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PHYSICAL REVIEW B 75, 212502 2007

Collision of a tracer particle and a quantized vortex in superuid helium: Self-consistent calculations
Demosthenes Kivotides,1 Carlo F. Barenghi,2 and Yuri A. Sergeev3
for Risk Studies and Safety, University of California, Santa Barbara, California 93117, USA 2 School of Mathematics, University of Newcastle, Newcastle upon Tyne NE1 7RU, United Kingdom 3School of Mechanical and Systems Engineering, University of Newcastle, Newcastle upon Tyne NE1 7RU, United Kingdom Received 14 May 2007; published 7 June 2007 Recent experiments have shown that micron-size particles can be trapped in quantized vortices in superuid helium. We present results of a dynamically self-consistent calculation of the nonlinear interaction of a sphere and a vortex. We nd that, depending on the regime, the sphere can be trapped in the vortex or break free from it. We also nd that, if trapped, the sphere can travel along the vortex. We analyze the role played by the various forces acting on the sphere during the interaction. DOI: 10.1103/PhysRevB.75.212502 PACS number s : 67.40.Vs, 47.27. i, 47.37. q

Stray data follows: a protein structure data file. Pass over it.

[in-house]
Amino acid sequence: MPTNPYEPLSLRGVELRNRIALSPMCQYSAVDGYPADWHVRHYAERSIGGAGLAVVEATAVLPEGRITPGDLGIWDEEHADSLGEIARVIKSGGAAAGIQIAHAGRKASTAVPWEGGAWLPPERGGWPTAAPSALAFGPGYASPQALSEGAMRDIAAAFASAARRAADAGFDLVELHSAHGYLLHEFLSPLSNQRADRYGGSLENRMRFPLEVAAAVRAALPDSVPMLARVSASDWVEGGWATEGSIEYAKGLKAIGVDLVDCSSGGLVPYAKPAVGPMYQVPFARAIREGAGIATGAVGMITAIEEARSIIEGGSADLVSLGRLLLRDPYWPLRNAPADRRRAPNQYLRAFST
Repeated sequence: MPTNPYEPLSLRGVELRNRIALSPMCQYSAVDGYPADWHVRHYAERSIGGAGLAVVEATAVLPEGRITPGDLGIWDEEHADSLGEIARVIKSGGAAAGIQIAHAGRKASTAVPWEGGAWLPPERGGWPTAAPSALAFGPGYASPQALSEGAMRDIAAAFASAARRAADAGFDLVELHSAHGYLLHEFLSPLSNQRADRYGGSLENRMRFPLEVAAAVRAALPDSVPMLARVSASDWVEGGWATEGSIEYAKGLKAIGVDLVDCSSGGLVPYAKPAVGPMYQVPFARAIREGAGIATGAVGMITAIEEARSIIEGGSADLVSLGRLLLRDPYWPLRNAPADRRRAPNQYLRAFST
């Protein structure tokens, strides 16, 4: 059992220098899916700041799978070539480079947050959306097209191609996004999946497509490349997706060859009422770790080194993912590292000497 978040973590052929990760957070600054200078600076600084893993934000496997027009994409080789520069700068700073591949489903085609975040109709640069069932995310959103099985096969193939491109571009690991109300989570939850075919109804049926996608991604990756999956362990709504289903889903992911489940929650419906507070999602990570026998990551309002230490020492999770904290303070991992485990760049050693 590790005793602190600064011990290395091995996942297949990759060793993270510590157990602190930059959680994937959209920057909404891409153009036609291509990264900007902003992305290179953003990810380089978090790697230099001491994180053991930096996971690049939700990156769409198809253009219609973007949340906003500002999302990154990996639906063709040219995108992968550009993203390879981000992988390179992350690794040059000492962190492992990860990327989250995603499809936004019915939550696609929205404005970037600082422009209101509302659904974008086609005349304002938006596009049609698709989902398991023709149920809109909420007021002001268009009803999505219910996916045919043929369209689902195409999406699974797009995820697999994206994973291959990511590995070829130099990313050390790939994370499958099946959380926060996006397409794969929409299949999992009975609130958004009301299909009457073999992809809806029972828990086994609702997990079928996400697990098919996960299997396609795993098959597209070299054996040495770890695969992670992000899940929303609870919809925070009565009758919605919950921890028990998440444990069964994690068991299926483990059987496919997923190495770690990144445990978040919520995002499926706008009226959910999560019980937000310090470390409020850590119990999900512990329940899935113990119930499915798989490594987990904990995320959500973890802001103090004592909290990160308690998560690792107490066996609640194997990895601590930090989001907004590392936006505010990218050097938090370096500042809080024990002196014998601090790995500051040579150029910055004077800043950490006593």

The study of superuid turbulence1 has been held back over the years by the lack of good ow visualization at liquid helium temperatures near absolute zero. The contrast between the great number of techniques available in ordinary uids dye, kalliroscope akes, laser Doppler, hot wires, shadowgraphy, Bakers pH method, ultrasound, particle image velocimetry, etc. and the few techniques which exist in liquid helium second sound attenuation, temperature gradients and the ion method in 4He, NMR, and Andreev scattering in 3He is striking. Worse, liquid helium techniques tend to probe the entire experimental cell and do not easily provide information about ow patterns and turbulent uctuations. Fortunately, the situation is changing. Small, local probes suitable for high Reynolds numbers in liquid helium are being developed and the particle image velocimetry technique has been recently successfully implemented in liquid helium.2 In particular, the recent work by Bewley et al.3 has shown that micron-size tracer particles become trapped onto quantized vortices, so they can be used to directly visualize individual vortex lines. Stimulated by this result, our aim is to investigate the interaction between tracer particles which we model as spheres and quantized vortices, determine if trapping can indeed take place, and explore the role played by the various forces in the spherevortex collision. Conceptually, this is a simple problem of uid dynamics: the mutual interaction of a vortex lament of innitesimal thickness and a moving sphere in a perfect Euler uid. The problem is poorly understood, however, because unlike the pinning of vortices on xed boundary imperfections,4 it is highly nonlinear: The vortex is severely deformed by the approaching sphere it forms regions of high curvature and, if the sphere reconnects to the vortex, it splits into two at the same time as it exerts forces which greatly affect the spheres motion. The problem is related to the trapping of positive or negative ions onto quantized vortices,5 but there is an important physical difference: the radius of our sphere 104 cm is 4 orders of magnitude greater than the vortex core radius approximately 108 cm , whereas the radiis of positive and negative ions 6 108 and 19 108 cm, respectively are comparable to the vortex core. Thus, the ion-vortex interaction is best modeled using the Gross-Pitaevskii equation for a